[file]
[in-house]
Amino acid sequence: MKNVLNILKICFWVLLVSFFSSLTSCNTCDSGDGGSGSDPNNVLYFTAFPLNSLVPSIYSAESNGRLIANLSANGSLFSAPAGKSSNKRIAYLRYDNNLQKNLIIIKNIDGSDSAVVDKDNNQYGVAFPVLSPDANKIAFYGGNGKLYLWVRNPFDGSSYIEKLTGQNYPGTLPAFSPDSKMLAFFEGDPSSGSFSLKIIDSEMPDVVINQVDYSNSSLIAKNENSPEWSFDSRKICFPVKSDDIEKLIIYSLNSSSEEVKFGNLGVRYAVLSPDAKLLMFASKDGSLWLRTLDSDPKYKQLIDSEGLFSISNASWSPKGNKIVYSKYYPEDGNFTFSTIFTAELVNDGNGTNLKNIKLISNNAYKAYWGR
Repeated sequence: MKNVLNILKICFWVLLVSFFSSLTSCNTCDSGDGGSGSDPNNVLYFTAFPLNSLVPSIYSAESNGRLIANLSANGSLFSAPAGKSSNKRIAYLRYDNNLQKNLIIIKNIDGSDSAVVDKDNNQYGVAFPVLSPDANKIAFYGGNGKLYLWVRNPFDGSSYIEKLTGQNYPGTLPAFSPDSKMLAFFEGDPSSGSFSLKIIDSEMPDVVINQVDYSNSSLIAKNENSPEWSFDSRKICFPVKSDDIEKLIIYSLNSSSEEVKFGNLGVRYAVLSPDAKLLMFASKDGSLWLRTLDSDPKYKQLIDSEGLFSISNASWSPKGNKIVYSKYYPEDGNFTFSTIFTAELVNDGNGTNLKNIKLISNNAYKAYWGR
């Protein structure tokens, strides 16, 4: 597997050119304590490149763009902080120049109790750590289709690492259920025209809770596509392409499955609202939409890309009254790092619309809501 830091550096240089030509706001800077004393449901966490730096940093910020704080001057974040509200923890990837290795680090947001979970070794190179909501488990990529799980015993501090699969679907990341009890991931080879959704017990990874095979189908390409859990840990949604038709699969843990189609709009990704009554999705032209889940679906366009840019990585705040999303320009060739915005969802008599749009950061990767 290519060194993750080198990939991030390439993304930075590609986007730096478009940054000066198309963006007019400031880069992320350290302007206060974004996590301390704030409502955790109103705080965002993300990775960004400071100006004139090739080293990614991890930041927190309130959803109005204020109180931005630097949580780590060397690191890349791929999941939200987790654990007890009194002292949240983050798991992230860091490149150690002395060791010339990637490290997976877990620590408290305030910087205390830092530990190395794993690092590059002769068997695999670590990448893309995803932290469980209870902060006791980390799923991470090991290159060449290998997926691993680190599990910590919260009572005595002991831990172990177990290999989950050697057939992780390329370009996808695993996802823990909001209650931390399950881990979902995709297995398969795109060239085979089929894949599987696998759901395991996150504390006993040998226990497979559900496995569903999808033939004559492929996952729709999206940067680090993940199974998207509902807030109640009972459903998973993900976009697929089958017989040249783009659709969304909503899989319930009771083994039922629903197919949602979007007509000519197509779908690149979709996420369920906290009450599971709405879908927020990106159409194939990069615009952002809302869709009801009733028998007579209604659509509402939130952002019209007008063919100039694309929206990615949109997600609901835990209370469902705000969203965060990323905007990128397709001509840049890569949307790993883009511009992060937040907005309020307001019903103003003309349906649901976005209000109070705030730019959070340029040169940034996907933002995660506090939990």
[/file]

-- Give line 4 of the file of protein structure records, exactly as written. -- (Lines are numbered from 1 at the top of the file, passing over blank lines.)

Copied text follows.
């Protein structure tokens, strides 16, 4: 597997050119304590490149763009902080120049109790750590289709690492259920025209809770596509392409499955609202939409890309009254790092619309809501 830091550096240089030509706001800077004393449901966490730096940093910020704080001057974040509200923890990837290795680090947001979970070794190179909501488990990529799980015993501090699969679907990341009890991931080879959704017990990874095979189908390409859990840990949604038709699969843990189609709009990704009554999705032209889940679906366009840019990585705040999303320009060739915005969802008599749009950061990767 290519060194993750080198990939991030390439993304930075590609986007730096478009940054000066198309963006007019400031880069992320350290302007206060974004996590301390704030409502955790109103705080965002993300990775960004400071100006004139090739080293990614991890930041927190309130959803109005204020109180931005630097949580780590060397690191890349791929999941939200987790654990007890009194002292949240983050798991992230860091490149150690002395060791010339990637490290997976877990620590408290305030910087205390830092530990190395794993690092590059002769068997695999670590990448893309995803932290469980209870902060006791980390799923991470090991290159060449290998997926691993680190599990910590919260009572005595002991831990172990177990290999989950050697057939992780390329370009996808695993996802823990909001209650931390399950881990979902995709297995398969795109060239085979089929894949599987696998759901395991996150504390006993040998226990497979559900496995569903999808033939004559492929996952729709999206940067680090993940199974998207509902807030109640009972459903998973993900976009697929089958017989040249783009659709969304909503899989319930009771083994039922629903197919949602979007007509000519197509779908690149979709996420369920906290009450599971709405879908927020990106159409194939990069615009952002809302869709009801009733028998007579209604659509509402939130952002019209007008063919100039694309929206990615949109997600609901835990209370469902705000969203965060990323905007990128397709001509840049890569949307790993883009511009992060937040907005309020307001019903103003003309349906649901976005209000109070705030730019959070340029040169940034996907933002995660506090939990």